“She’ll have his wallet.”

Probably. Jerry put a hand on his arm. “There’s nothing we can do. And we don’t know.”

“No.” Willi glared after her a moment longer, then sighed. “And he’d have lost more in Berlin, I know.”

“In New York, she’d have gotten his buttons, too,” Jerry said, and as he’d hoped, Willi laughed.

“Well, it’s harder for him to chase her if his trousers are falling down.”

“New York girls aren’t dumb,” Jerry began, and a voice spoke behind them.

“Herr Professor?”

He and Willi turned together, to see a lanky fair-haired boy in rumpled cadet whites. Jerry looked at Willi, his eyebrows rising, and Willi sighed.

“Midshipman Lorenz was a student of mine at the Realgymnasium in Bremen. Lorenz, this is my colleague, Dr. Ballard.”

“Delighted,” Jerry said, though he wasn’t really feeling it. What he wanted was to get home and into bed — His attention sharpened abruptly. No, Lorenz wasn’t drunk, and his expression hinted at something gone wrong.

“Please, Herr Professor,” Lorenz began, and stopped, words failing him.

“Are you in trouble?” Willi’s voice was calm, as though this sort of thing happened to him every day, and Lorenz’s tight stance relaxed just a little.

“Not me — it’s my friend, my messmate Sommer, the one you met the other night, Herr Professor.”

Willi nodded. “Will you tell me? We may be able to help.”

“Sommer, he —“ Lorenz grimaced, tried again. “We had leave tonight, until two this morning, but there was a fight, some of our sailors got into it with some Americans, and Captain Dönitz has cancelled all our leaves.” His voice trailed off, and Jerry gave an encouraging nod.

Willi said, “And you’ve lost Sommer?”

Lorenz nodded. “The Shore Patrol will sweep the bars, and — he — I’m worried he might get into real trouble if I don’t find him first.”

Jerry frowned, and Willi laid a hand on his arm. “Let me understand you. You’re worried that Midshipman Sommer has gone off on an adventure that might be a bit — hotter — than was wise.”

Lorenz nodded gratefully. “Just so, Herr Professor.”

Jerry blinked, then remembered Berlin slang. “Hotties” were homosexuals, sharp young men in sharper suits and too-long hair, the “hot brothers” who dominated certain popular clubs. If this other midshipman was a homosexual, and was looking for adventure — He met Willi’s eye, and Will nodded briskly.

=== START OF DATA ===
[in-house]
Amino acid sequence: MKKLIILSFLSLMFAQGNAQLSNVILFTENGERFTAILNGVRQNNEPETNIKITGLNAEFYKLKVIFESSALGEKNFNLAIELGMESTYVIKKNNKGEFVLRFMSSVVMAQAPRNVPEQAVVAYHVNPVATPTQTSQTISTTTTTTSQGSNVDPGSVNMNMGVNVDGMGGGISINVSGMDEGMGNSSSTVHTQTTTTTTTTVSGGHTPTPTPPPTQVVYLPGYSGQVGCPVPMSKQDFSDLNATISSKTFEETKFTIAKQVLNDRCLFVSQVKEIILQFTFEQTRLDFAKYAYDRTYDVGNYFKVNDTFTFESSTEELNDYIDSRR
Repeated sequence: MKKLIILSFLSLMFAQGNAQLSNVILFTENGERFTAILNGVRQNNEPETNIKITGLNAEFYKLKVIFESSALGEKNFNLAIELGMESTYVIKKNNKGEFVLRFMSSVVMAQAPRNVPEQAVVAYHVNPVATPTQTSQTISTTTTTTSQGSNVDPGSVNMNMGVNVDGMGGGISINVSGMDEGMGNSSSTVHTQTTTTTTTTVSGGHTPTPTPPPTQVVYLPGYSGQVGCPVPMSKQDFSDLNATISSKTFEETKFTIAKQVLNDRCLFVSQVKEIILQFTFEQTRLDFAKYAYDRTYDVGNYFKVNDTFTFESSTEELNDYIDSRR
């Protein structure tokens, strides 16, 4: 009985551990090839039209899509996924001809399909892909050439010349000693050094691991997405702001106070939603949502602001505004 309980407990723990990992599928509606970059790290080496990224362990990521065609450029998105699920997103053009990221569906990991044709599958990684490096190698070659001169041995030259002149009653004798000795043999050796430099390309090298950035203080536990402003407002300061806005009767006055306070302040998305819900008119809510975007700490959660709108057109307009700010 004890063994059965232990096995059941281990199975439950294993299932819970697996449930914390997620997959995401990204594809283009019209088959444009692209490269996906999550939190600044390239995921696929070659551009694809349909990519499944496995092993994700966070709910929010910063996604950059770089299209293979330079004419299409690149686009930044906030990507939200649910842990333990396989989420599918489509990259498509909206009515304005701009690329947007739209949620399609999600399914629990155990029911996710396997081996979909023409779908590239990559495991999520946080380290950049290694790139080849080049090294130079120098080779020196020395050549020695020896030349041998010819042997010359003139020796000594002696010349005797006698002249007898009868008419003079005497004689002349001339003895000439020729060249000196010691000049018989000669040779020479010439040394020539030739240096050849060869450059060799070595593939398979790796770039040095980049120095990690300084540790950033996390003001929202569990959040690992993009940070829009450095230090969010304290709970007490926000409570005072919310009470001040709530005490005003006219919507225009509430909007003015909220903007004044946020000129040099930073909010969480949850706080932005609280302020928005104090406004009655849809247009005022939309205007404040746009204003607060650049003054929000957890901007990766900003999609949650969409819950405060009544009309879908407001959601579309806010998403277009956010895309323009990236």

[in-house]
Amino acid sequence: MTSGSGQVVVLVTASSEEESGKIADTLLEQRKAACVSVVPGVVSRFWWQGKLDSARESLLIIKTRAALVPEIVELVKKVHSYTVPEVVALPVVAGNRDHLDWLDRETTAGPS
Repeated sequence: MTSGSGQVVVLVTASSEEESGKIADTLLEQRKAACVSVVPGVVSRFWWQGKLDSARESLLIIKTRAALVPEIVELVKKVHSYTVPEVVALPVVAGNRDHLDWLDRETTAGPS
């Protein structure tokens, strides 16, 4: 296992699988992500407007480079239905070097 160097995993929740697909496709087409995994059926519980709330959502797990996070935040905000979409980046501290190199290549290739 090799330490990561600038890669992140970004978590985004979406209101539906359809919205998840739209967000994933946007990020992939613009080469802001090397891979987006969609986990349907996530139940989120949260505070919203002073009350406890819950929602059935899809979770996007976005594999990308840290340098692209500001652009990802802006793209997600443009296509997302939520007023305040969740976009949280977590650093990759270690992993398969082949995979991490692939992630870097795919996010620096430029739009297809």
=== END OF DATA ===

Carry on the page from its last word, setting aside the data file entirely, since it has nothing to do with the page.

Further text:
“I would look,” Lorenz said unhappily, “but I don’t know where to start, and if I found him, then if I was asked —“

He would have to lie under oath, Jerry thought, or betray a friend. No wonder he was upset.

“What if we also look for your friend?” Willi asked. “You check the bars at that end of the street —“ He waved toward the brighter neon of the American end. “And we’ll look here. I’m sure we’ll find him that way.”

“Yes. Thank you, Herr Professor. Just tell him that leave is cancelled —“ Lorenz turned away without waiting for an answer.

Willi looked sideways. “Well, what else could I do?”

“The kid’s one of us?” Jerry asked, though he thought he already knew the answer.

“Lorenz thinks so,” Willi answered. “And he was always notably observant.”

“Which is how he knows about you?” Jerry asked.

“I had a steady friend when I was teaching there,” Willi said. “Though it didn’t work out. And that is hardly relevant now.”

Jerry nodded. If I were a young sailor looking for trouble — “The Wong Note,” he said aloud, and Willi nodded.

The Wong Note lay just on the Chinese side of the strip, with pink stucco walls and a neon pagoda for its sign. A pair of cartoon Chinamen were painted on either side of the door, one with a clarinet, the other with a trumpet, while a cartoon Dragon Lady winked from the shutters. Inside, the noise was like a body blow, at least a hundred people shouting to be heard over the efforts of a bad Hawaiian band massacring a dance tune. The room was dimly lit, with blocks of small tables around the central dance floor, and a long bar at the back where waitresses in shortened cheongsams were collecting trays of glasses. There was a revue later, Jerry knew, with a chorus in drag as well as regular girls, and the crowd was a mix of homosexuals, Hawaiians, Filipinos, Chinese and even a few Negroes as well as white couples looking for a bit of extra spice or the cocaine and heroin that were dealt at the back tables. That was part of the price of admission, being part of the decor, and one of the reasons Jerry preferred Chen’s. He leaned close to Willi’s ear.

“Let’s have a word with the bartender.”